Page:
Sex differences in skeletal muscle-aging trajectory: same processes, but with a different ranking

Jelle C.B.C. de Jong, Brecht J. Attema, Marjanne D. van der Hoek, Lars Verschuren, Martien P.M. Caspers, Robert Kleemann, Feike R. van der Leij, Anita M. van den Hoek, Arie G. Nieuwenhuizen, Jaap Keijer*

*Corresponding author for this work

Research output: Contribution to journalArticleAcademicpeer-review

9 Citations (Scopus)


Sex differences in muscle aging are poorly understood, but could be crucial for the optimization of sarcopenia-related interventions. To gain insight into potential sex differences in muscle aging, we recruited young (23 ± 2 years, 13 males and 13 females) and old (80 ± 3.5 years, 28 males and 26 females) participants. Males and females in both groups were highly matched, and vastus lateralis muscle parameters of old versus young participants were compared for each sex separately, focusing on gene expression. The overall gene expression profiles separated the sexes, but similar gene expression patterns separated old from young participants in males and females. Genes were indeed regulated in the same direction in both sexes during aging; however, the magnitude of differential expression was sex specific. In males, oxidative phosphorylation was the top-ranked differentially expressed process, and in females, this was cell growth mediated by AKT signaling. Findings from RNA-seq data were studied in greater detail using alternative approaches. In addition, we confirmed our data using publicly available data from three independent human studies. In conclusion, top-ranked pathways differ between males and females, but were present and altered in the same direction in both sexes. We conclude that the same processes are associated with skeletal muscle aging in males and females, but the differential expression of those processes in old vs. young participants is sex specific.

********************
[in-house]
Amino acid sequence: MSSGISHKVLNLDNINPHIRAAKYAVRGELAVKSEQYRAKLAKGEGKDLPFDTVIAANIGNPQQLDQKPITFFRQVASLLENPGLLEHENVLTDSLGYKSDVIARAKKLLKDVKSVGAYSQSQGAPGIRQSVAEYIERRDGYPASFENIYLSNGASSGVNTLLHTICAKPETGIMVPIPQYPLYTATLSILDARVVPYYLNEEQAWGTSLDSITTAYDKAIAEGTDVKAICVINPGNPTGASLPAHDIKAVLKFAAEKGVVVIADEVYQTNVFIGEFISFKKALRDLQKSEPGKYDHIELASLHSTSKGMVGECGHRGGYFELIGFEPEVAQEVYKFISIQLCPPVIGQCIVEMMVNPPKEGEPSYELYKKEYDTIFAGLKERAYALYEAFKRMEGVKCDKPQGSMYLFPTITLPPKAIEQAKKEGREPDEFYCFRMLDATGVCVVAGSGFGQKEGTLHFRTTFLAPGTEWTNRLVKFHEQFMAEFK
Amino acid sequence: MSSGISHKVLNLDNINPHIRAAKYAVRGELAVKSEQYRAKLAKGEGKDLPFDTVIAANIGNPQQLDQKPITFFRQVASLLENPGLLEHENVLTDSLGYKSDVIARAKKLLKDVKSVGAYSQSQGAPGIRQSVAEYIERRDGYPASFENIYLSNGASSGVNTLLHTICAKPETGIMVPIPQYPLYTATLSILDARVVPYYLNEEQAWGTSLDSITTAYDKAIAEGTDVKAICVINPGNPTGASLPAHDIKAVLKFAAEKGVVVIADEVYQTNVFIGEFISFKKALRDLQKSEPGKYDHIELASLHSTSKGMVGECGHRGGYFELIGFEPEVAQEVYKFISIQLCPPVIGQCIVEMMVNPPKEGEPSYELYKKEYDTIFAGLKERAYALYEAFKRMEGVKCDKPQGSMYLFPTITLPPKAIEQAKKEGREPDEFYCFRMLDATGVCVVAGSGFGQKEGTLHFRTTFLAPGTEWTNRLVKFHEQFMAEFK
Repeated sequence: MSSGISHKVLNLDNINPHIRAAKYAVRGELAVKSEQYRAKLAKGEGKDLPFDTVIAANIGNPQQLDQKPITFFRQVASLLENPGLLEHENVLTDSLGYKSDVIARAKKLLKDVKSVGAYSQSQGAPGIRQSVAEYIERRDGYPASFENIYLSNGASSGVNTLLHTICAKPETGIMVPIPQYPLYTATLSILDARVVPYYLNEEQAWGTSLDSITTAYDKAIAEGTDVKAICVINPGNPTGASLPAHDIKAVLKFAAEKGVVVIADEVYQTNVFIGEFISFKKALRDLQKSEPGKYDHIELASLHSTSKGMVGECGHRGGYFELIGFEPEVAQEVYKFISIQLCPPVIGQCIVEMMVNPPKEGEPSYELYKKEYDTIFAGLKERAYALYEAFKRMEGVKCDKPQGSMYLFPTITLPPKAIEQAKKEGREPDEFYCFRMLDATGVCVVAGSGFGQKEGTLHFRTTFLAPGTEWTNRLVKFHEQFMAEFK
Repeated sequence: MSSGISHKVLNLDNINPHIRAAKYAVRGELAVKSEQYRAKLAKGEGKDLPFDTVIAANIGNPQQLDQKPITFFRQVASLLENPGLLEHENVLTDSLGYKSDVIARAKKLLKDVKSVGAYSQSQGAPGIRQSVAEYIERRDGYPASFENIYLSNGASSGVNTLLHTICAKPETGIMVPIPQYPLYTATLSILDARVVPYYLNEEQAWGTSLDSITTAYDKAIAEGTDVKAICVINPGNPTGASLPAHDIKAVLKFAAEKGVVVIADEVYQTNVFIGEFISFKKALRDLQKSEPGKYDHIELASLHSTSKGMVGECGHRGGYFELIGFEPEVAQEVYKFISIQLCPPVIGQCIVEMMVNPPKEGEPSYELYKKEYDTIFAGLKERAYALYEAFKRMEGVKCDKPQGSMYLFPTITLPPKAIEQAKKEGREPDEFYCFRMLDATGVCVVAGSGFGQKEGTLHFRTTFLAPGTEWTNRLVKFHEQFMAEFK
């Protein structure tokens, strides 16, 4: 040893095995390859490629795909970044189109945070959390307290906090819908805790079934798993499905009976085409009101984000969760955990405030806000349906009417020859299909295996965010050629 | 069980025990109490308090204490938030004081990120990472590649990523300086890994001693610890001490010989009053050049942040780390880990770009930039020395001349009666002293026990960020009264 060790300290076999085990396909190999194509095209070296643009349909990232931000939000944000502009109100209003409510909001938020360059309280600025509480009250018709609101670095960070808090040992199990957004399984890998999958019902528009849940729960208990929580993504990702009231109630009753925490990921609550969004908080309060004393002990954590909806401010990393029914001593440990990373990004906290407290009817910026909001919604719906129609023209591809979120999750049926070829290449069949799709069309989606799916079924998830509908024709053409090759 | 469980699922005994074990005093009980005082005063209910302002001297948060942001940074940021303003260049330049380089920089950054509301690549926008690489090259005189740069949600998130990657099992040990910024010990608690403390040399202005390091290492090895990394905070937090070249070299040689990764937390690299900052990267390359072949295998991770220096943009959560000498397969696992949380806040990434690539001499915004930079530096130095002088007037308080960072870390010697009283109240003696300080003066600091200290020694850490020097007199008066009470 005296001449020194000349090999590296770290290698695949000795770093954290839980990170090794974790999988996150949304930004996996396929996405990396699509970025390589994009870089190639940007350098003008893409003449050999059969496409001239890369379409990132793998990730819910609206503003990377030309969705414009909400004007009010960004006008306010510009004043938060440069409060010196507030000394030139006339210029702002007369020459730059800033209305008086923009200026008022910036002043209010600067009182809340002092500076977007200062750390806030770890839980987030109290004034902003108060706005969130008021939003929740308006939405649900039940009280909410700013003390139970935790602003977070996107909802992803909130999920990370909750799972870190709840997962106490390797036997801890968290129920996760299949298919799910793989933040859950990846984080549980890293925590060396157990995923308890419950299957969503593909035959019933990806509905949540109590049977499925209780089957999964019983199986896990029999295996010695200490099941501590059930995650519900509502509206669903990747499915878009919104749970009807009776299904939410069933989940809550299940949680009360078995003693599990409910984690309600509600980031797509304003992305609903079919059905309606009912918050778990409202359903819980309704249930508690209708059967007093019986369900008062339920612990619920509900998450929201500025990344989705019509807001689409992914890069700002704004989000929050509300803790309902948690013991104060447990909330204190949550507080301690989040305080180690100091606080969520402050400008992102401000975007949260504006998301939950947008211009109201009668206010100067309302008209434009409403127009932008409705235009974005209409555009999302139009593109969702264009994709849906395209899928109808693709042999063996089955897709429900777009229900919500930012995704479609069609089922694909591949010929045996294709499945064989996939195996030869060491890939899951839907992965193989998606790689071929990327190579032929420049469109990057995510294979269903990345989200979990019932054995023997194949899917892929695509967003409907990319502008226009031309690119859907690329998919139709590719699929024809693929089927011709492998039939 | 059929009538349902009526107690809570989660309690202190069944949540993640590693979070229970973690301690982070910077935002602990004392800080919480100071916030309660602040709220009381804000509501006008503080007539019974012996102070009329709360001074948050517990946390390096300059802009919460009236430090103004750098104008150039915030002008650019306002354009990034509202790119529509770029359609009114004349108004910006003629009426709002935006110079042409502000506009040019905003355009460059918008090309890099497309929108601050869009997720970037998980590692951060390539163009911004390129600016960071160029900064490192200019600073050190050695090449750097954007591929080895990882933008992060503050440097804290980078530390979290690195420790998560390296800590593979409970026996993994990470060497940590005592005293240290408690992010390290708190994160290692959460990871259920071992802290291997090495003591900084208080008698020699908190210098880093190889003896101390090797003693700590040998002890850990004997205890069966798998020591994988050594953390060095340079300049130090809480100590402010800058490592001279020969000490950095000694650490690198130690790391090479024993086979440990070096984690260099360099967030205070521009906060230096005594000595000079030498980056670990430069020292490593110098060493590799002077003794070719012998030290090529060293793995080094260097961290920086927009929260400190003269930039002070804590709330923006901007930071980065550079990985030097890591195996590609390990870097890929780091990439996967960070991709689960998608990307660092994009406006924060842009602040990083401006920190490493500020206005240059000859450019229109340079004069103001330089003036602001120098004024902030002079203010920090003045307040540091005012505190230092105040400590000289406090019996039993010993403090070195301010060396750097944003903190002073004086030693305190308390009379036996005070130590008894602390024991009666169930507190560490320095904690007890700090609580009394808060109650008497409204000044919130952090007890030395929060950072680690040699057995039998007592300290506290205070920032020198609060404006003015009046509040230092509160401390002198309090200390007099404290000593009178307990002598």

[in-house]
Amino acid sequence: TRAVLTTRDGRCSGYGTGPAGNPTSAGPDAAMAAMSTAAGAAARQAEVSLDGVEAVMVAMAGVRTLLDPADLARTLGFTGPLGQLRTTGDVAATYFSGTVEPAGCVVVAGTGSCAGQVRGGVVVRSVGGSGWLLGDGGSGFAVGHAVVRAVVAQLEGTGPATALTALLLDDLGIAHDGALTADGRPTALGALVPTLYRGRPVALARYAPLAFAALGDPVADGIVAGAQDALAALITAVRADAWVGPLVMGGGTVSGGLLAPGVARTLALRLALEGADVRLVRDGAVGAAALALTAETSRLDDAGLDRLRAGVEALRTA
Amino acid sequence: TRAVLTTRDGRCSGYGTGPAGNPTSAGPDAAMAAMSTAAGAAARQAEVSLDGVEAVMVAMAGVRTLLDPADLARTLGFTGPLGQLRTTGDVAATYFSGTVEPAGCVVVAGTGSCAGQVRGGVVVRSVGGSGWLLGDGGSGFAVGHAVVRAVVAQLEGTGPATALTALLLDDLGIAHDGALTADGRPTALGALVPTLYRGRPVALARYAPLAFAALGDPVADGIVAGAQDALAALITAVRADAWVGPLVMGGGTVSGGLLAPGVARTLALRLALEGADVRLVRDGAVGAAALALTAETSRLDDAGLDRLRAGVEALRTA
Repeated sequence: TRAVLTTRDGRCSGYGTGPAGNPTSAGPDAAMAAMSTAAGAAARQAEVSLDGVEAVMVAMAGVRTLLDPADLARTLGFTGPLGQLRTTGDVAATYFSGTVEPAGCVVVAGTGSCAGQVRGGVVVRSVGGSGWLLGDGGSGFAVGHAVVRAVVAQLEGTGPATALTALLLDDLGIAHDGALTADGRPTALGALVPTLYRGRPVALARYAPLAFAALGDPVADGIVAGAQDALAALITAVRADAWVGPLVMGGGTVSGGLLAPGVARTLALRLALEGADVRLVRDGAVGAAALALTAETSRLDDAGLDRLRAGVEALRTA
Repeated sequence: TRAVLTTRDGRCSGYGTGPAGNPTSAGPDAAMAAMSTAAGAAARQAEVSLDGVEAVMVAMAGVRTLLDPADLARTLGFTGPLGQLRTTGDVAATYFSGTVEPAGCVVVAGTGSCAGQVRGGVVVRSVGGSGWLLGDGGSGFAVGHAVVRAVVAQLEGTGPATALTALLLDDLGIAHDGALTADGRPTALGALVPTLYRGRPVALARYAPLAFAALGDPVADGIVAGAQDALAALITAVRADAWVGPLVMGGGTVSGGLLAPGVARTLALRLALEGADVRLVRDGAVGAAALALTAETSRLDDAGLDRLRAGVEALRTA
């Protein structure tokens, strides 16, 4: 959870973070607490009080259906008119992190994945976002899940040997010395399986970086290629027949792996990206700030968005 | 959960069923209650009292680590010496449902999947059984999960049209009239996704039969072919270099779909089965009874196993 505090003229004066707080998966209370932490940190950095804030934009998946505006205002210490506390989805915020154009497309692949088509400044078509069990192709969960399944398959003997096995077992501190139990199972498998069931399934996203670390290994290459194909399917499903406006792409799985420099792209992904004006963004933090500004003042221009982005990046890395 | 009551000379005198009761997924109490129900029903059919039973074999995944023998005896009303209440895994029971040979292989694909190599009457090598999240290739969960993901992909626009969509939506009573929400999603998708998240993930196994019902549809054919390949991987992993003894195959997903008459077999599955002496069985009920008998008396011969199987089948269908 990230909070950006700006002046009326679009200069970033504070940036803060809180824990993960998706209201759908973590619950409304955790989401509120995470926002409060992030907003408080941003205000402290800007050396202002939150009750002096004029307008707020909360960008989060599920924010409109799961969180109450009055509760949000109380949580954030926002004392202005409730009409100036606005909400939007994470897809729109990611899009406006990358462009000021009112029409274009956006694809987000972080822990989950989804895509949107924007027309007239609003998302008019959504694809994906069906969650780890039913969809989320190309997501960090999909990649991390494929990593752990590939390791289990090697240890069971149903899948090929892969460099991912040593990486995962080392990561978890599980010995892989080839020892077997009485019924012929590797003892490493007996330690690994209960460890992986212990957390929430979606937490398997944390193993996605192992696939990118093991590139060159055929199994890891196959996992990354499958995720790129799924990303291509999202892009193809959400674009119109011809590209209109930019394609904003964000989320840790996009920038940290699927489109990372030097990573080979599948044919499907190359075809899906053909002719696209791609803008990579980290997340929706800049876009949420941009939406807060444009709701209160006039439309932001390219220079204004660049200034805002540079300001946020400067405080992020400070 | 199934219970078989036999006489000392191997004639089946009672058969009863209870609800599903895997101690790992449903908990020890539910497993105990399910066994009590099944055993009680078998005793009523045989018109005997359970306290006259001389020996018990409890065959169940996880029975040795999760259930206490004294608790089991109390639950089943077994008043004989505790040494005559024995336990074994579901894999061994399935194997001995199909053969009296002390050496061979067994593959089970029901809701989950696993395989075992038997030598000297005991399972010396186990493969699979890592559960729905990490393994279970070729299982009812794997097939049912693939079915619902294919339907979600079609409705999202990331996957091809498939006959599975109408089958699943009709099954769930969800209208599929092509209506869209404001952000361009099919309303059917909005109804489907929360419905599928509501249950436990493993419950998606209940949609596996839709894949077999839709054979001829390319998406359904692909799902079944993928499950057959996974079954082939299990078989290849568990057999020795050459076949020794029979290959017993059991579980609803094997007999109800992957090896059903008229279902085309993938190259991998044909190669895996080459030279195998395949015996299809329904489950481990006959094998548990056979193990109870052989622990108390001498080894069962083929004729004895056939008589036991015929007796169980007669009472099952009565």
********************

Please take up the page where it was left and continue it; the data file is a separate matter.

Original languageEnglish
Number of pages20
Publication statusPublished - 23 Feb 2023


  • AKT signaling
  • Frailty
  • Gender
  • Mitochondria
  • Myofiber type
  • Oxidative phosphorylation


Dive into the research topics of 'Sex differences in skeletal muscle-aging trajectory: same processes, but with a different ranking'. Together they form a unique fingerprint.

Cite this